Top tech analyst: A.I. ‘gold rush’ is like dotcom boom

Ever since the release of OpenAI’s new chatbot ChatGPT in November, investors have been enamored with A.I. and its potential to revolutionize the world’s economy. Hopes for a future with increased productivity and lower costs as A.I. tools are rolled out to the masses have helped to lift markets in 2023 despite stubborn inflation, rising interest rates, and consistent recession predictions from economists. After dropping more than 30% in 2022, the tech-heavy Nasdaq Composite has recovered nearly all of its losses, gaining over 28% year to date, and the S&P 500 is now up more than 12%.

While some on Wall Street question whether stocks can continue their run of form in the second half of the year, pointing to stretched valuations in the Big Tech names and A.I. plays that have led the rebound so far, Wedbush’s top tech analyst Dan Ives argues it’s just the beginning of the “A.I. gold rush.”

“Many of the tech skeptics will point to today as a ‘1999 moment,’ à la on the verge of the dotcom bubble/collapse, given the significant move in tech valuations. We strongly disagree,” the veteran analyst wrote in a Monday research note. “While valuations in tech will be front and center, we continue to believe A.I. is driving the tech sector to a ‘1995 moment’ with a long runway of growth ahead that we have not seen since the 1990s.”

The parallels between the dotcom era that began in 1995 and the A.I. revolution of 2023 are quite striking. Both then and now, experts argued that a new technology was on the verge of rewiring the global economy. Stocks were coming off a down year, and economists and business leaders were worried about the future of the U.S. because of its rising national debt. Books like the January 1993 title Bankruptcy 1995 became bestsellers in the early ’90s, warning of a coming economic crash due to America’s “deficit crisis”—which, of course, never came.

Despite the fears and pessimistic predictions, between 1995 and the collapse of the dotcom bubble in 2001, the Nasdaq Composite rose over 800% as the economy remained stable and investors looked to profit from the rise of the internet. Over the following year and half, the index gave back nearly all of those gains when valuations came back to earth, but 1995 was the start of the bubble, not the end.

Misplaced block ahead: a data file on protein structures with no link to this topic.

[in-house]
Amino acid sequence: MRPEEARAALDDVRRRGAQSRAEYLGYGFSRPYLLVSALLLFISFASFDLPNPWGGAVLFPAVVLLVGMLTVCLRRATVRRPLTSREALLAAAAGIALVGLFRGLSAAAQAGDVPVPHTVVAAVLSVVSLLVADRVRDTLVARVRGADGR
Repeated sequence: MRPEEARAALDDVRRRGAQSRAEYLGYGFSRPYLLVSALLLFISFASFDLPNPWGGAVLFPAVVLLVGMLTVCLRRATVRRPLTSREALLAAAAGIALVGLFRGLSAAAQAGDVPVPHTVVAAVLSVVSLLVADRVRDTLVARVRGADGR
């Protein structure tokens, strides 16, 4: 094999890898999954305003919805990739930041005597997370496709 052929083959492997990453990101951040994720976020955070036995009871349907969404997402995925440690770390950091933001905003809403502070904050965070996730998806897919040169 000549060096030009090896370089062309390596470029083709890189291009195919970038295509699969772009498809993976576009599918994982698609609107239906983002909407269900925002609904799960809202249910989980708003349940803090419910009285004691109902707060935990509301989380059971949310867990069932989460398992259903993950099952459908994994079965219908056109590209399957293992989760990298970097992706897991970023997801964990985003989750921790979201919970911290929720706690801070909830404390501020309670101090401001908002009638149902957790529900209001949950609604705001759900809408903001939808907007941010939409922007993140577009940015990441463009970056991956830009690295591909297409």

Ives believes that we could be seeing a similar pattern now, arguing the development of A.I. represents something akin to the internet, calling it the “4th Industrial Revolution.” He predicts the “tech sector” stocks will soar another 10% to 12% in the second half of the year alone as investors recognize that A.I. is an “$800 billion opportunity” for tech firms, and monetization has already begun. 

On top of that, he argued that inflation is “rapidly cooling,” which should enable the Federal Reserve to end its streak of aggressive interest rate hikes that have weighed on the economy. As measured by the consumer price index, year-over-year inflation dropped from its June 2022 four-decade high of 9.1% to just 4.9% in April, according to the U.S. Bureau of Labor Statistics. The agency will release May’s data on Tuesday.

If inflation does continue to fall, it should lead investors back into riskier stocks that can benefit from a bull market, according to Ives. “This speaks to a strong year for tech stocks in 2023,” he wrote, arguing the “risk-on trade” will gain momentum as investors focus on the A.I.

Ives said that Microsoft and Nvidia remain the “clear market leaders” in A.I., but he also believes Google, Oracle, Amazon, Salesforce, Palantir, MongoDB, Apple, IBM, Meta, Snowflake,, and other tech stalwarts, along with smaller players in the industry, will benefit as the technology advances.


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